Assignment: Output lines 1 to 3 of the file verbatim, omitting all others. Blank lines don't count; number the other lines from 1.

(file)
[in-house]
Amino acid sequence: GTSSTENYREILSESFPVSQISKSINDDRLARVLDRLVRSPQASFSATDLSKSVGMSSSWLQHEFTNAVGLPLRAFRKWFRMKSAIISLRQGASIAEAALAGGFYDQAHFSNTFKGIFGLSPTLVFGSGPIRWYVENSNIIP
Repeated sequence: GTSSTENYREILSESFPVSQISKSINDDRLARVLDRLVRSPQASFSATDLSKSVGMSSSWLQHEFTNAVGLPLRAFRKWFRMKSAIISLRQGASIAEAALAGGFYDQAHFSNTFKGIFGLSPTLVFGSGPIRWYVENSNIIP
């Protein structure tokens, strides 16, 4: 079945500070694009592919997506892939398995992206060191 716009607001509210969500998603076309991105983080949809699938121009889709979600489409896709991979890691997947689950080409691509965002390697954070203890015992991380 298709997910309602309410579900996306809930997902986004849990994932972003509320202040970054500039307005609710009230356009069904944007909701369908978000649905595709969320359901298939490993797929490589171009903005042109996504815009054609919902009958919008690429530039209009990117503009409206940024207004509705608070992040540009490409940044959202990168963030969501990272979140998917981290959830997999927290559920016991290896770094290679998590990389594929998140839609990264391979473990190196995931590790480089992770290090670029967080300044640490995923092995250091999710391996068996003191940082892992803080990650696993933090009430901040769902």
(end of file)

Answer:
[in-house]
Amino acid sequence: GTSSTENYREILSESFPVSQISKSINDDRLARVLDRLVRSPQASFSATDLSKSVGMSSSWLQHEFTNAVGLPLRAFRKWFRMKSAIISLRQGASIAEAALAGGFYDQAHFSNTFKGIFGLSPTLVFGSGPIRWYVENSNIIP
Repeated sequence: GTSSTENYREILSESFPVSQISKSINDDRLARVLDRLVRSPQASFSATDLSKSVGMSSSWLQHEFTNAVGLPLRAFRKWFRMKSAIISLRQGASIAEAALAGGFYDQAHFSNTFKGIFGLSPTLVFGSGPIRWYVENSNIIP